125th anniversary of devotion felt like family reunion to many

By Michelle Martin | Staff writer
Wednesday, September 14, 2022

125th anniversary of devotion felt like family reunion to many

Bishop Joseph Perry was the main celebrant for a Mass to celebrate the 125th Anniversary of the Feast of the Madonna Incoranata at St Therese Chinese Mission in Chinatown on Sept. 11, 2022. Every September, Italian Catholics of Santa Maria Incoronata assemble on Alexander Street in Chicago's Chinatown to pay homage to the Blessed Mother. (Karen Callaway/Chicago Catholic)
This statue of the Madonna and Christ child, which was carved out of a pear tree and covered in plaster, is the centerpiece for the Feast of the Madonna Incoranata. (Karen Callaway/Chicago Catholic)
Bishop Perry celebrates the Eucharist. (Karen Callaway/Chicago Catholic)
Lucille Salerno and Jim Distasio pray during Mass. (Karen Callaway/Chicago Catholic)
On both ends of the altar, Father Francis Li, pastor, St. Mother Teresa of Calcutta Parish, and Father Joseph Tito, pastor emeritus, pray while Bishop Perry elevates the cup. (Karen Callaway/Chicago Catholic)
Bishop Perry distributes Communion during Mass. (Karen Callaway/Chicago Catholic)
A couple lights a candle near the statue following Mass. (Karen Callaway/Chicago Catholic)
Two women approach the statue to venerate it after Mass. (Karen Callaway/Chicago Catholic)
Members of the Sicilian Band of Chicago play inside church after Mass. (Karen Callaway/Chicago Catholic)
Lucille Salerno, auxiliary president of the Club Santa Maria Incoronata, gathers her grandchildren together for a photo after Mass. (Karen Callaway/Chicago Catholic)
Members of the Gorfreda family pose for a picture by the statue after Mass. (Photo provided)

For the nearly 500 people who packed into St. Therese Church, 218 W. Alexander St., the Sept. 11 celebration of the 125th anniversary of Santa Maria Incoronata felt like a family reunion.

The Santa Maria Incoronata Club, made up of members of the families who first formed Santa Maria Incoronata Parish, gather every year on the Sunday nearest the feast of the Nativity of the Blessed Virgin Mary and celebrate with Mass and a procession, carrying a statue of their patroness crowned in gold through the streets.

The procession this year was canceled because of rainy weather, but members of the club, most of whom live in other neighborhoods or suburbs now, get a chance to worship in their home church and see the statue that was commissioned as a replica of the one in Ricigliano, the town near Salerno from which most of the original parishioners hailed.

“In Italy, they take the statue out to the fields in the spring and bring back in the fall, and that’s when they have the festival,” said Ruth Williamson, whose parents were among the founders of the parish. Coming back to the church is important, she said, because “this is where everything started.”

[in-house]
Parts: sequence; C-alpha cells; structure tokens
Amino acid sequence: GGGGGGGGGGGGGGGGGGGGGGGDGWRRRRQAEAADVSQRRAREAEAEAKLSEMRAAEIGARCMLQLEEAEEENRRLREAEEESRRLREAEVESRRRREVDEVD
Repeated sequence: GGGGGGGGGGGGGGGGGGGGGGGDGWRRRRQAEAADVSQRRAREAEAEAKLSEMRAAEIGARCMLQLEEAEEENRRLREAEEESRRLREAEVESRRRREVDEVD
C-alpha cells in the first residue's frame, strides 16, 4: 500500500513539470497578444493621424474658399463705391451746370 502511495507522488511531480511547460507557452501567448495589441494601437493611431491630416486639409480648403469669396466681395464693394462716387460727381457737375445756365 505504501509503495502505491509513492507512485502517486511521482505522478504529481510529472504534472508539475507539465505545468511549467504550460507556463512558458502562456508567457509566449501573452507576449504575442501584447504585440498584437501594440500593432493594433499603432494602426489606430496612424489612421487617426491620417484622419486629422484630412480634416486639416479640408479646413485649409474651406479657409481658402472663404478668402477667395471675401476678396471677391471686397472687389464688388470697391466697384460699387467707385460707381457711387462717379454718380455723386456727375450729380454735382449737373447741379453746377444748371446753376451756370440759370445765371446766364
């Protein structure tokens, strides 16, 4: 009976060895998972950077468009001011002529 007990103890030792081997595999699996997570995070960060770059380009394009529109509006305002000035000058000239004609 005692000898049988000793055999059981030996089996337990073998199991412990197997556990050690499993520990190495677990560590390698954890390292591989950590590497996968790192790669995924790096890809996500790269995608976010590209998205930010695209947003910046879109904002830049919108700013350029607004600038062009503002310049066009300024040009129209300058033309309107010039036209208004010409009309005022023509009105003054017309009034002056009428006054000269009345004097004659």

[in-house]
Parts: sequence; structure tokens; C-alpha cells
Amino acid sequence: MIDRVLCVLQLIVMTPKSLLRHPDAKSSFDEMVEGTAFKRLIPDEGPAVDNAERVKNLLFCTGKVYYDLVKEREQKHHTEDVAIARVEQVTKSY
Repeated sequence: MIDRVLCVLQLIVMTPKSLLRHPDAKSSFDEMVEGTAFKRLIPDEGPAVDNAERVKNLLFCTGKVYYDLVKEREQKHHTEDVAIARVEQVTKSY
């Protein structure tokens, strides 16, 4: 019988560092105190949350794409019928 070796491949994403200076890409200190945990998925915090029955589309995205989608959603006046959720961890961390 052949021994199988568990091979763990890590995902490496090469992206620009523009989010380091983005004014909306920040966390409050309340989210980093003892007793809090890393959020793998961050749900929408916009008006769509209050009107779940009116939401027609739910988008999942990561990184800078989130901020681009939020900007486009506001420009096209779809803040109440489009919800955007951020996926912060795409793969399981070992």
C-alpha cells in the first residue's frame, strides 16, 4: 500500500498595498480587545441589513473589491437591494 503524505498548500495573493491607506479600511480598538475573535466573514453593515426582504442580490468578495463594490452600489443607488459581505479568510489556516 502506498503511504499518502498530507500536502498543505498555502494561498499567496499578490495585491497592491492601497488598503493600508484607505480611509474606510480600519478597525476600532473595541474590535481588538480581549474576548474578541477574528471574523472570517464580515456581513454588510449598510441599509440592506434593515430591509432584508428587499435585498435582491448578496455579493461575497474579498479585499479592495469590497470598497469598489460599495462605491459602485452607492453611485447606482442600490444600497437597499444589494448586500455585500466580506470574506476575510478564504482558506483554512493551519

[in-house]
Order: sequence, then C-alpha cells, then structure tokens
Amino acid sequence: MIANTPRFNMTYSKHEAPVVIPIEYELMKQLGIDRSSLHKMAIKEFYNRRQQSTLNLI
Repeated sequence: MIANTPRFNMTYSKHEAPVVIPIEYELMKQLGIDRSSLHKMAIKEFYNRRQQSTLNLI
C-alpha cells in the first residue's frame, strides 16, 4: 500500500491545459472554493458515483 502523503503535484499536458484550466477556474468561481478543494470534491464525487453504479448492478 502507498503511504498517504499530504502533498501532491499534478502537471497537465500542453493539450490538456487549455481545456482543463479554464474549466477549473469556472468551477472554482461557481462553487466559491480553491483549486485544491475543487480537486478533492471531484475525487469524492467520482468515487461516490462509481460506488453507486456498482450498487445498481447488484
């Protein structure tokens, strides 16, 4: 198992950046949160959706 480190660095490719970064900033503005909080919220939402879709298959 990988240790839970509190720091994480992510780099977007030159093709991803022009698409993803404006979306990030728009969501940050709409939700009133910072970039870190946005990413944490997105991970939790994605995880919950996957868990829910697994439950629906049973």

Two of her nieces, Kathy Guarino and Christine Caponigri Frech, were among the participants at the Mass, clad in blue club polo shirts.

As young girls in the 1970s and 1980s, they wore white dresses to walk in the procession behind the statue of Santa Maria Incoronata, and carried “cuentas,” or small altars with candles and statues. After the procession, the whole family would gather in a building their grandparents bought when they arrived in the neighborhood for dinner, a tradition they continued this year.

Bishop Joseph Perry, who celebrated the Mass, noted that the parish, originally Santa Maria Incoronata, then St. Therese Chinese Catholic Mission starting in 1963 and now St. Mother Teresa of Calcutta Parish, has long welcomed people of different ethnicities.

The number of people who come back for the Santa Maria Incoronata Mass speaks of the “loyalty and affection” they have for Mary, Bishop Perry said.

“She must be proud as she gazes on the celebration of her son’s saving us,” the bishop said.

The Gospel readings, which included the parables of the lost sheep, the lost coin and the prodigal son, speak of God’s desire to recover what is lost, Bishop Perry said, and what we must realize is that everyone is in some way lost.

Mary, as a mother, is always looking to bring her children back, he said.

“She is like any mother, concerned about a lost child, or lost children,” Bishop Perry said. “Especially in her appearances, she has exhibited sharp concern for her lost children. … She has quite a wardrobe in her closet in heaven. She always appears in the image, the clothing, the makeup of the culture of the people she is representing.”

After the Mass, Bishop Perry offered Benediction, the Sicilian band that would normally lead the procession offered a short concert and members of the congregation had an opportunity to take photos with the statue before heading to the lower level for refreshments.

The statue was adorned with golden crowns for both the Madonna and Child, crowns that were made from gold jewelry donated by parishioners of Santa Mara Incoronata on the 50th anniversary of the parish, now 75 years ago.

Jim Distasio, son of Santa Maria Incoronata Club president Jim Distasio, said the club has lasted because of its solid foundation.

“They had the foresight to build this religious society on the unshakeable foundations of faith and family,” the younger Distasio said.

His father, who has been club president for 25 years, said the Chinese community that usually worships at the church which is now in the heart of Chinatown, has always been very welcoming.

“This has been going on for 125 years,” said Distasio. “This is a tradition, and it’s all about devotion to the Blessed Mother.”


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